Schottenheimer was 77 years old.

(AP/KDKA) — Marty Schottenheimer, who won 200 regular-season games with four NFL teams thanks to his “Martyball” brand of smash-mouth football but regularly fell short in the playoffs, has died. He was 77.

Family friend Bob Moore says Schottenheimer died late Monday night at a hospice in Charlotte, North Carolina.

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Schottenheimer is a Canonsburg native who attended Fort Cherry High School, where he was an all-state football player.

He also attended the University of Pittsburgh in 1961, where he earned three varsity letters.

During his junior year in 1963, he helped lead Pitt to a 9-1 record.

Schottenheimer graduated from Pitt in 1966.

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The Pitt athletics department has released these statements from Heather Lyke and Pat Narduzzi:

Head football coach Pat Narduzzi: “Coach Schottenheimer made it fun to be a Browns fan again in the 1980s. He really revitalized that team and made them an annual Super Bowl contender. He was a tremendous coach, but an even better leader. I think that’s why he raised the level of every organization he ever joined. We are proud to call him a Pitt Man and our entire program extends its deepest sympathies to the Schottenheimer family.”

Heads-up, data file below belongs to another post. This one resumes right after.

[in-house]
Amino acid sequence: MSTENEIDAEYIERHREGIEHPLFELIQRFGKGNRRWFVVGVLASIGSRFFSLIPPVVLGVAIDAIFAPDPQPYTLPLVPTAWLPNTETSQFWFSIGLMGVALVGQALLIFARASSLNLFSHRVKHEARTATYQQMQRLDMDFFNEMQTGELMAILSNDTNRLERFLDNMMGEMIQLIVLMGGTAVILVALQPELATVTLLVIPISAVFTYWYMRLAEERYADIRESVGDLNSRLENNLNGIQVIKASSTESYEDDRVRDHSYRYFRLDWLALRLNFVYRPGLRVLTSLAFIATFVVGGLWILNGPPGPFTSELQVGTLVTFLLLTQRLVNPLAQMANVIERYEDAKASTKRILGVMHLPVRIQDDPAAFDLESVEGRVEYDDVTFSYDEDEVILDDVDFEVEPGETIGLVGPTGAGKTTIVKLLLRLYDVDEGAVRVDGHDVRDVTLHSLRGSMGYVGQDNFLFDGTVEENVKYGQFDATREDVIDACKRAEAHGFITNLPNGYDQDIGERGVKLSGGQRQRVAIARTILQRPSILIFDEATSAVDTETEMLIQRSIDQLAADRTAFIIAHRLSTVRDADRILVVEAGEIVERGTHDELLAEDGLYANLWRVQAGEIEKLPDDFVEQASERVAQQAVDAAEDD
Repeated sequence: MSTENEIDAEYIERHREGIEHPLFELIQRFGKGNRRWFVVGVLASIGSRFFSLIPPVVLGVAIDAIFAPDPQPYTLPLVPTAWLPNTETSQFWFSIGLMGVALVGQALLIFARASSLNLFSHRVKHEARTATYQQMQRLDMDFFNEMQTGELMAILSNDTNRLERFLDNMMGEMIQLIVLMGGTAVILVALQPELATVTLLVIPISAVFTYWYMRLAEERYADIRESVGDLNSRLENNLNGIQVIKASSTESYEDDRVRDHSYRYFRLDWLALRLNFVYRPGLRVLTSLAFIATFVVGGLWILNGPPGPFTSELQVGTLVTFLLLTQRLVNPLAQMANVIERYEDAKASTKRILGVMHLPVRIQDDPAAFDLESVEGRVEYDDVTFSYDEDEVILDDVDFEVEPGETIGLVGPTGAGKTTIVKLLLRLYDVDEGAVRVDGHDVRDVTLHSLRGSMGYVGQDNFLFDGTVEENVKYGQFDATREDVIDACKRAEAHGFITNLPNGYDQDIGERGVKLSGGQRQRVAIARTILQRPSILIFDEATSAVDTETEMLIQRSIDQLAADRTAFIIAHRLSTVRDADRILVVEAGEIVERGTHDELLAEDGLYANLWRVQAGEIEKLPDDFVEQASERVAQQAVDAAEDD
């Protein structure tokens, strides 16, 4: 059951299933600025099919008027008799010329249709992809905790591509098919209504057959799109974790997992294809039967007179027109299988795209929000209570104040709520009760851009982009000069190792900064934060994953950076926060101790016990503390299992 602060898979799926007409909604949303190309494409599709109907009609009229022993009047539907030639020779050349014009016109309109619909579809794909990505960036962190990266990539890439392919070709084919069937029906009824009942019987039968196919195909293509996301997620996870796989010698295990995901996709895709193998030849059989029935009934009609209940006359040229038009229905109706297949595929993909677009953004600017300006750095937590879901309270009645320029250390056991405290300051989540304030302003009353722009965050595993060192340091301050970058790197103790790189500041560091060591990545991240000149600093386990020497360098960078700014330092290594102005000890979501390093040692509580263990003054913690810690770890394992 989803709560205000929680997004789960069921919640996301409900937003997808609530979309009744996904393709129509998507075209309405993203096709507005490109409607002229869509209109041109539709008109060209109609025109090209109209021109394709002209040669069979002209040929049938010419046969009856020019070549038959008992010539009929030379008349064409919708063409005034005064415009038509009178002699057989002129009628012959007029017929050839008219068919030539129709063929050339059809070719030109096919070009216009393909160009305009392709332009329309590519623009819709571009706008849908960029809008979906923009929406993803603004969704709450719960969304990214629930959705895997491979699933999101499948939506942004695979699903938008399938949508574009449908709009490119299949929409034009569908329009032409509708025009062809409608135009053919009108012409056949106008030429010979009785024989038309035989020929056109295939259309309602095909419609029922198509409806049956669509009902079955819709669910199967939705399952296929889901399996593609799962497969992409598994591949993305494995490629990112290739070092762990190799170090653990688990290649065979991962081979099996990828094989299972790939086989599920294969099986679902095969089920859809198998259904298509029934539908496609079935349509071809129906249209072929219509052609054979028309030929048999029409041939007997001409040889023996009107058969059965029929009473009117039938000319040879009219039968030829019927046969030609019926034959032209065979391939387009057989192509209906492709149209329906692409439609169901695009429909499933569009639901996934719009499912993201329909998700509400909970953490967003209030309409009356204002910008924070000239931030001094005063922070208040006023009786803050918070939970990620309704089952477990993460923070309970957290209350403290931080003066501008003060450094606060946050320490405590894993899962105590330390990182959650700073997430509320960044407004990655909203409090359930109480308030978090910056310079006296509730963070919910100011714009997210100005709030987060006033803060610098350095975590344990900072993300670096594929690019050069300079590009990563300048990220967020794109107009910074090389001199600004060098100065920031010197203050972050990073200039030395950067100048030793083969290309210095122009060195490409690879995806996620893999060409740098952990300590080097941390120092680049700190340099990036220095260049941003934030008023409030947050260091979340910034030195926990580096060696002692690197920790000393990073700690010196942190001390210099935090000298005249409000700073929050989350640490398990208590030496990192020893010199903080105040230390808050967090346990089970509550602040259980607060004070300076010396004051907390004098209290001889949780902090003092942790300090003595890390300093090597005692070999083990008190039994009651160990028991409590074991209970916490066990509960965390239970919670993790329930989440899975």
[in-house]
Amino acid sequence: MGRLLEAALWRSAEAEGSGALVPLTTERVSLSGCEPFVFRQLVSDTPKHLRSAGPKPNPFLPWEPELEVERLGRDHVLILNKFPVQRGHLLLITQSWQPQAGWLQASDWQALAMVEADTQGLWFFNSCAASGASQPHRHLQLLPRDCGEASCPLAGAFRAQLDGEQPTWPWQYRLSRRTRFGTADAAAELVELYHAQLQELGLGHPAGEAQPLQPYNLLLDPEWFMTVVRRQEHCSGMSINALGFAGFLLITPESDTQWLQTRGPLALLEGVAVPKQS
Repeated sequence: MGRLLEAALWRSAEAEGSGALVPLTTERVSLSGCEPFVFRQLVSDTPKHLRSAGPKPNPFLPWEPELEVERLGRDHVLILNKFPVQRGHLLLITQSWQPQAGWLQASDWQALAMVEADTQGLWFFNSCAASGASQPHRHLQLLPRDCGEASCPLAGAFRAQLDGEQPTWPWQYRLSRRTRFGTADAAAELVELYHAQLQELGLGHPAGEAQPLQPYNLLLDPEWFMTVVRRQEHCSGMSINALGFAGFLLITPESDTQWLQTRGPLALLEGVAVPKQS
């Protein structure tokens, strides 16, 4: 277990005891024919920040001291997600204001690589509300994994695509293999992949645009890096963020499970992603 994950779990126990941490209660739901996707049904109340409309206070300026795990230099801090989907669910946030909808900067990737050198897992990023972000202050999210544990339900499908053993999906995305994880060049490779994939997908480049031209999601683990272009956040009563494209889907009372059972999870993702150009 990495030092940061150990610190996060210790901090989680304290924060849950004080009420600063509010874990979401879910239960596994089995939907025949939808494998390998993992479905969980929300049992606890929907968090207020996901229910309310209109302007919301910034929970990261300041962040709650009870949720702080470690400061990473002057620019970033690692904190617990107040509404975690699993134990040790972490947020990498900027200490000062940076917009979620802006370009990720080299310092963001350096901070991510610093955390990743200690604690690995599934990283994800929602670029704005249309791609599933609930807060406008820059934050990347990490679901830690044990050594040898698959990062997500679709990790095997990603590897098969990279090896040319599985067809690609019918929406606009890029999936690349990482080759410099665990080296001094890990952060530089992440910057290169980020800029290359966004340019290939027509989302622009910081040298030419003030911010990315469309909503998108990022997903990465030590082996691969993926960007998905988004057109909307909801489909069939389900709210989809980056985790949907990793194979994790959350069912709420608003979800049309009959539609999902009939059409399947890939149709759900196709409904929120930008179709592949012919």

Athletics director Heather Lyke: “On behalf of the University of Pittsburgh, we send our heartfelt condolences to Coach Schottenheimer’s wife, Pat, his children, Brian and Kristen, and many loved ones. As a Canton native, I saw firsthand the excitement he brought to Cleveland. With more than 200 victories coaching in the NFL, it is evident that he brought excellence to each of his coaching stops. Pitt takes great pride in his wonderful legacy as coach, leader and man.”

While coaching in the NFL, he  went 200-126-1 in 21 seasons with the Cleveland Browns, Kansas City Chiefs, Washington Redskins and San Diego Chargers.

His success was rooted in “Martyball,” a conservative approach that featured a strong running game and tough defense.

As a head coach, Schottenheimer’s coaching tree includes several Pittsburgh ties, including:

  • Bill Cowher
  • Tony Dungy
  • Mke McCarthy
  • Bruce Arians

He was diagnosed with Alzheimer’s disease in 2014. He was moved to a hospice on Jan. 30.

Schottenheimer was the eighth-winningest coach in NFL history.

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